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    I'm not convinced that NRG will actually deploy these. If you read the press releases, they say that ChargeNow cards will allow free charging at NRG Freedom stations. It doesn't actually say anything about NRG deploying these. I suspect that NRG will continue to deploy the ABB Terra 53C as they have started to already. I hope they don't start using the ABB Terra 53CJ (multistandard plugs on one charger) because it will mean only one DCFC at a site instead of two.
     
  15. stopcrazypp

    stopcrazypp Well-Known Member

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    That's my impression too. The announcement seems to be that the charger is Chargepoint capable but it doesn't note say it is NRG/eVgo capable. If this was designed to be used with NRG, I don't see why the charger is not made eVgo compatible also.

    The "ChargeNow" card appears to be a separate announcement (it supports both ChargePoint and eVgo).
     
  16. miimura

    miimura Active Member

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    eVgo Freedom stations include L2 stations that appear to be exactly Coulomb (ChargePoint) hardware. I don't think the networking and card reader hardware in the BMW/Bosch unit would be an issue if NRG wanted to use them.

    Example:
    55366.jpg
     
  17. tess1988

    tess1988 Member

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    no that anyone knows the details of chargenow having free 30 minute access to evGO stations, as far as who is paying for what, but i think it would be smart for BMW to bundle a cash amount, $500, $1000(maybe with a time limit) or whatever when you brought the car on to your charge now card so you could use it at charge point, evgo stations etc.

    that way it helps BMW compete against tesla superchargers as far as free charging,
    it could also help the build out of charging stations(no ones going to build a gas station where only 1 car drives thru every week).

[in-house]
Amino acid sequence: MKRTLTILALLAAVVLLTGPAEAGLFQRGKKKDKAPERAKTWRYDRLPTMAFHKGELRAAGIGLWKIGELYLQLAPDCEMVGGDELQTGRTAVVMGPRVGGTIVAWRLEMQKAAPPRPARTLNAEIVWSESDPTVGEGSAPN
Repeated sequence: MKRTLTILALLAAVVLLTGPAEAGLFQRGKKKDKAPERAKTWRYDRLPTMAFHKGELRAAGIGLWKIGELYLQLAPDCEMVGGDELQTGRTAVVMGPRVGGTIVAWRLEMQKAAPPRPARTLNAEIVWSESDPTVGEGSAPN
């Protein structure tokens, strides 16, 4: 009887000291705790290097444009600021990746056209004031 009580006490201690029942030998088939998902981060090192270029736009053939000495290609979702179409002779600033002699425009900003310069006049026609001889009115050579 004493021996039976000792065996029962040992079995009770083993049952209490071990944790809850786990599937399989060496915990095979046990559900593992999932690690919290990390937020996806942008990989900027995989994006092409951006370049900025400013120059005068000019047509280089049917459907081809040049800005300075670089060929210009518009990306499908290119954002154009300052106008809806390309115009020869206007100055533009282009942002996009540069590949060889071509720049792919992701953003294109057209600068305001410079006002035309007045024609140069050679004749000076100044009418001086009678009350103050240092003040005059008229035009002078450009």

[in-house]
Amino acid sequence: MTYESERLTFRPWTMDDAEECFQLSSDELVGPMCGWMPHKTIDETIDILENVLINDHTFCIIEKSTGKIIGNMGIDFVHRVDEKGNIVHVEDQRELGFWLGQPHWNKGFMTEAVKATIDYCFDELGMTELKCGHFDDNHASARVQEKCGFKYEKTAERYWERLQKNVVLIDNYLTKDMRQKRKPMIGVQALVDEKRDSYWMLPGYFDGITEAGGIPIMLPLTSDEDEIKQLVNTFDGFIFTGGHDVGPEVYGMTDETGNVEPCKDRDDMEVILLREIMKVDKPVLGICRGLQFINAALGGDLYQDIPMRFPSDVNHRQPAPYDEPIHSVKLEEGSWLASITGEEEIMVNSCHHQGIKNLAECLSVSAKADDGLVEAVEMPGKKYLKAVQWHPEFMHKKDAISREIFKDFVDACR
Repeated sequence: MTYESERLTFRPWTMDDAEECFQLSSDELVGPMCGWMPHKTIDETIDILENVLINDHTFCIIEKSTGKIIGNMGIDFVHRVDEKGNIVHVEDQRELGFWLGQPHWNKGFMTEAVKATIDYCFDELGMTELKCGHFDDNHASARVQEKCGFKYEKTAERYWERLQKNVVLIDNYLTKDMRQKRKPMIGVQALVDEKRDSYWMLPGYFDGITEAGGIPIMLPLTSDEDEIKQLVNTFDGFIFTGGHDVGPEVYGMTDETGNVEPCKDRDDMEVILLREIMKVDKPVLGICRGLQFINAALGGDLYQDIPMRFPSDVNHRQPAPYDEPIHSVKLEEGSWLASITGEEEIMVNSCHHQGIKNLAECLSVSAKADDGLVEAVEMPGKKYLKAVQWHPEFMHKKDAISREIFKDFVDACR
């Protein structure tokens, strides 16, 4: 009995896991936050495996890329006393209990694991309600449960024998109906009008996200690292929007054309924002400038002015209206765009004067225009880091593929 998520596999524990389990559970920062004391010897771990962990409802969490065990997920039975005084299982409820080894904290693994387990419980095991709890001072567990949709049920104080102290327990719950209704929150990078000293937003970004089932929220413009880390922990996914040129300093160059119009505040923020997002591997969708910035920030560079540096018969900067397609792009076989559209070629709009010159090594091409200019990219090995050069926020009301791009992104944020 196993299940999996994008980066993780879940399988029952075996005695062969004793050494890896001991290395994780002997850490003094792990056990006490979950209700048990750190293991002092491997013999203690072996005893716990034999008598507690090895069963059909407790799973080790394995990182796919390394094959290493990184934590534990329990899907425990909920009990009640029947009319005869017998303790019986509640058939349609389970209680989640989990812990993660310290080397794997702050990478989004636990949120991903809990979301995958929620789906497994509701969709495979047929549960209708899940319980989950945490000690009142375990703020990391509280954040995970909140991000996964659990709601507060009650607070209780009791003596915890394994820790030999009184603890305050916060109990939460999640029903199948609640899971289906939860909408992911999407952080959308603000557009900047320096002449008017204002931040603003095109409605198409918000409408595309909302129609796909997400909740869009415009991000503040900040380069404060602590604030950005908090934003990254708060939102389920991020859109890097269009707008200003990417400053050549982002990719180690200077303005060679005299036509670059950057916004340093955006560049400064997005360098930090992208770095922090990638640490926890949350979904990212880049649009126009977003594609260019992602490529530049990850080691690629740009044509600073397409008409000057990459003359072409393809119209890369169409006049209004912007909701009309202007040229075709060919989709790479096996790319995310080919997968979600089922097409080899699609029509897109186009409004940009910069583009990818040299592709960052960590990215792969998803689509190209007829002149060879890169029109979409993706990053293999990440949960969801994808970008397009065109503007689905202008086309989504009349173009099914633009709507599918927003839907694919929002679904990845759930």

the only thing i can think off is over time charging networks rates may rise due to the market because all these drivers are getting x amount of money when they buy a new car

    also i know this charger will be for BMW partners and centres i think it would be smart for BMW to roll them outside the dealership on the road if possible(so its not like your being forced to go to the dealership) and maybe some beaches, city centers etc and on highways.
     
  18. stopcrazypp

    stopcrazypp Well-Known Member

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    I didn't realize that (early pictures of the NRG L2 units shows an AeroVironment unit). But regardless, if they intended this to be used with NRG I would expect them to announce eVgo subscription compatibility for this charger. From the whole EZ-Charge debacle, it appears even if the card reader supports it, the subscriptions are completely separate things (and that NRG and ChargePoint are not exactly on good terms).
     
  19. TonyWilliams

    TonyWilliams Active Member

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    The CHAdeMO chargers at many (most) NRG sites are Nissan / Sumitomo. To my knowledge, NRG doesn't build ANY charging equipment.
     
  20. miimura

    miimura Active Member

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    True for California NRG sites. However, if you look at pictures of the Texas sites on PlugShare, you will see that they did use AV equipment there for both L2 and L3.